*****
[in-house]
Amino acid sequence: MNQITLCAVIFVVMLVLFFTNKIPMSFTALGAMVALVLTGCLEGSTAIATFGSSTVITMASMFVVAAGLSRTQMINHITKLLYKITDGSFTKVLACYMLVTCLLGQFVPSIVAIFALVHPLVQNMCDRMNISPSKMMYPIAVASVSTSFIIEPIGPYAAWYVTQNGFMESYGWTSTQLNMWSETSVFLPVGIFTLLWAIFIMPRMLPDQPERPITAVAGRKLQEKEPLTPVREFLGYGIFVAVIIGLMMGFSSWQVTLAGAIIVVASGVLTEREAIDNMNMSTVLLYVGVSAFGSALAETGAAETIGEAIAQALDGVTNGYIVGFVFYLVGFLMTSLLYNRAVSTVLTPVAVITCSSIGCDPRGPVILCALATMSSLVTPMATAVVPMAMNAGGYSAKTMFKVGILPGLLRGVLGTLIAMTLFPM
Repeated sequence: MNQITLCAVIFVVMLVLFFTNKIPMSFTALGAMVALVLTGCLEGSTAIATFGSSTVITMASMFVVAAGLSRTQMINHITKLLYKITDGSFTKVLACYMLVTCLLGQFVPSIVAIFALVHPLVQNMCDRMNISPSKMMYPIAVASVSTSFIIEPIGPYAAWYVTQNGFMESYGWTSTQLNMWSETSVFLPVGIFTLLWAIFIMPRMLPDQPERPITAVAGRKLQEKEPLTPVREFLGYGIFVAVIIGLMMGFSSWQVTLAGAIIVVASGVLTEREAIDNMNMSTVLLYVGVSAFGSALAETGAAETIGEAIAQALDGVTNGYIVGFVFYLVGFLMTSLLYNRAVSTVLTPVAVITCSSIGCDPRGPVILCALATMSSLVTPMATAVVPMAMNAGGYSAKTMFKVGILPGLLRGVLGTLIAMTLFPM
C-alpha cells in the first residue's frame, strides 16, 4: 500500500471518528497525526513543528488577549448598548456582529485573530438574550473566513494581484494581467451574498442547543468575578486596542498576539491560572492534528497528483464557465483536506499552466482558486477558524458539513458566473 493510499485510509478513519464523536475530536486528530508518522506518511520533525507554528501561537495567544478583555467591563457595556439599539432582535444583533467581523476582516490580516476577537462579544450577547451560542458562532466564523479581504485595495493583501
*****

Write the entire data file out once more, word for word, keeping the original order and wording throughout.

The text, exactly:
[in-house]
Amino acid sequence: MNQITLCAVIFVVMLVLFFTNKIPMSFTALGAMVALVLTGCLEGSTAIATFGSSTVITMASMFVVAAGLSRTQMINHITKLLYKITDGSFTKVLACYMLVTCLLGQFVPSIVAIFALVHPLVQNMCDRMNISPSKMMYPIAVASVSTSFIIEPIGPYAAWYVTQNGFMESYGWTSTQLNMWSETSVFLPVGIFTLLWAIFIMPRMLPDQPERPITAVAGRKLQEKEPLTPVREFLGYGIFVAVIIGLMMGFSSWQVTLAGAIIVVASGVLTEREAIDNMNMSTVLLYVGVSAFGSALAETGAAETIGEAIAQALDGVTNGYIVGFVFYLVGFLMTSLLYNRAVSTVLTPVAVITCSSIGCDPRGPVILCALATMSSLVTPMATAVVPMAMNAGGYSAKTMFKVGILPGLLRGVLGTLIAMTLFPM
Repeated sequence: MNQITLCAVIFVVMLVLFFTNKIPMSFTALGAMVALVLTGCLEGSTAIATFGSSTVITMASMFVVAAGLSRTQMINHITKLLYKITDGSFTKVLACYMLVTCLLGQFVPSIVAIFALVHPLVQNMCDRMNISPSKMMYPIAVASVSTSFIIEPIGPYAAWYVTQNGFMESYGWTSTQLNMWSETSVFLPVGIFTLLWAIFIMPRMLPDQPERPITAVAGRKLQEKEPLTPVREFLGYGIFVAVIIGLMMGFSSWQVTLAGAIIVVASGVLTEREAIDNMNMSTVLLYVGVSAFGSALAETGAAETIGEAIAQALDGVTNGYIVGFVFYLVGFLMTSLLYNRAVSTVLTPVAVITCSSIGCDPRGPVILCALATMSSLVTPMATAVVPMAMNAGGYSAKTMFKVGILPGLLRGVLGTLIAMTLFPM
C-alpha cells in the first residue's frame, strides 16, 4: 500500500471518528497525526513543528488577549448598548456582529485573530438574550473566513494581484494581467451574498442547543468575578486596542498576539491560572492534528497528483464557465483536506499552466482558486477558524458539513458566473 493510499485510509478513519464523536475530536486528530508518522506518511520533525507554528501561537495567544478583555467591563457595556439599539432582535444583533467581523476582516490580516476577537462579544450577547451560542458562532466564523479581504485595495493583501